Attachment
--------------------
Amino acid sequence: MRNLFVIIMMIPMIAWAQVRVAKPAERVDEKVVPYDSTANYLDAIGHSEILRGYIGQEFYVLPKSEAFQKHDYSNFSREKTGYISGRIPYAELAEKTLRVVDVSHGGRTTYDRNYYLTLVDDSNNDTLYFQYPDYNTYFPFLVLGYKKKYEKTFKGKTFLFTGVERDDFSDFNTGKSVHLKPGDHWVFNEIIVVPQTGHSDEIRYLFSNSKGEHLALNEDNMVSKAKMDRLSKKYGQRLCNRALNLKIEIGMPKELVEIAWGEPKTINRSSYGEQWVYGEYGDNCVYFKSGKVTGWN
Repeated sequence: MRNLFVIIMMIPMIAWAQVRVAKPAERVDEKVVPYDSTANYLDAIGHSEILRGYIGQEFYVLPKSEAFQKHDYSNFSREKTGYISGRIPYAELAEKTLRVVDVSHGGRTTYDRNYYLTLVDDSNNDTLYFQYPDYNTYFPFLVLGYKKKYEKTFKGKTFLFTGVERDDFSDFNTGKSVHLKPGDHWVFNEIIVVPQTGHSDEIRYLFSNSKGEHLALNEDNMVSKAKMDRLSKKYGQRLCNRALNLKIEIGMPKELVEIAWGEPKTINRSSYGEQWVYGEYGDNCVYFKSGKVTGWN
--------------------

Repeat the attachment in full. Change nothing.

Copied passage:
Amino acid sequence: MRNLFVIIMMIPMIAWAQVRVAKPAERVDEKVVPYDSTANYLDAIGHSEILRGYIGQEFYVLPKSEAFQKHDYSNFSREKTGYISGRIPYAELAEKTLRVVDVSHGGRTTYDRNYYLTLVDDSNNDTLYFQYPDYNTYFPFLVLGYKKKYEKTFKGKTFLFTGVERDDFSDFNTGKSVHLKPGDHWVFNEIIVVPQTGHSDEIRYLFSNSKGEHLALNEDNMVSKAKMDRLSKKYGQRLCNRALNLKIEIGMPKELVEIAWGEPKTINRSSYGEQWVYGEYGDNCVYFKSGKVTGWN
Repeated sequence: MRNLFVIIMMIPMIAWAQVRVAKPAERVDEKVVPYDSTANYLDAIGHSEILRGYIGQEFYVLPKSEAFQKHDYSNFSREKTGYISGRIPYAELAEKTLRVVDVSHGGRTTYDRNYYLTLVDDSNNDTLYFQYPDYNTYFPFLVLGYKKKYEKTFKGKTFLFTGVERDDFSDFNTGKSVHLKPGDHWVFNEIIVVPQTGHSDEIRYLFSNSKGEHLALNEDNMVSKAKMDRLSKKYGQRLCNRALNLKIEIGMPKELVEIAWGEPKTINRSSYGEQWVYGEYGDNCVYFKSGKVTGWN